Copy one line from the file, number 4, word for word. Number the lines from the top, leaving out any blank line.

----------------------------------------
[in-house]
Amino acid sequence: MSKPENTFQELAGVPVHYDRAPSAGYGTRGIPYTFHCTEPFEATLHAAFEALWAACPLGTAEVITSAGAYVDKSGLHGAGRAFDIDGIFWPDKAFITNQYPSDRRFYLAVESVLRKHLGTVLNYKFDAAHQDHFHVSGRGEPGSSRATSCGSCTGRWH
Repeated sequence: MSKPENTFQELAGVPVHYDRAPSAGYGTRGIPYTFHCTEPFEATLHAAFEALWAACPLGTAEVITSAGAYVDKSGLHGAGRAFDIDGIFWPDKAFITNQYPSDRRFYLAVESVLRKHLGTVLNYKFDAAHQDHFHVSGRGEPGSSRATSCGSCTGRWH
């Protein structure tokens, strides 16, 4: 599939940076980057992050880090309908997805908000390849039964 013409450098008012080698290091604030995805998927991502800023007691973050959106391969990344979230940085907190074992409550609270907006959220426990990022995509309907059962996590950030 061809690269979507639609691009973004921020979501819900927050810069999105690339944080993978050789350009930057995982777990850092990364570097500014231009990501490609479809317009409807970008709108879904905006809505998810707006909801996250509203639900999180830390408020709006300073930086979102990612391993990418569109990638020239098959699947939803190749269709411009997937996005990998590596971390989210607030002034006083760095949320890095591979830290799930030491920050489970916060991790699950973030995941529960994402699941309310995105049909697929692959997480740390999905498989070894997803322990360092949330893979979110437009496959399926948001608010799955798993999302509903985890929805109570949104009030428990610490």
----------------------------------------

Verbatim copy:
């Protein structure tokens, strides 16, 4: 599939940076980057992050880090309908997805908000390849039964 013409450098008012080698290091604030995805998927991502800023007691973050959106391969990344979230940085907190074992409550609270907006959220426990990022995509309907059962996590950030 061809690269979507639609691009973004921020979501819900927050810069999105690339944080993978050789350009930057995982777990850092990364570097500014231009990501490609479809317009409807970008709108879904905006809505998810707006909801996250509203639900999180830390408020709006300073930086979102990612391993990418569109990638020239098959699947939803190749269709411009997937996005990998590596971390989210607030002034006083760095949320890095591979830290799930030491920050489970916060991790699950973030995941529960994402699941309310995105049909697929692959997480740390999905498989070894997803322990360092949330893979979110437009496959399926948001608010799955798993999302509903985890929805109570949104009030428990610490």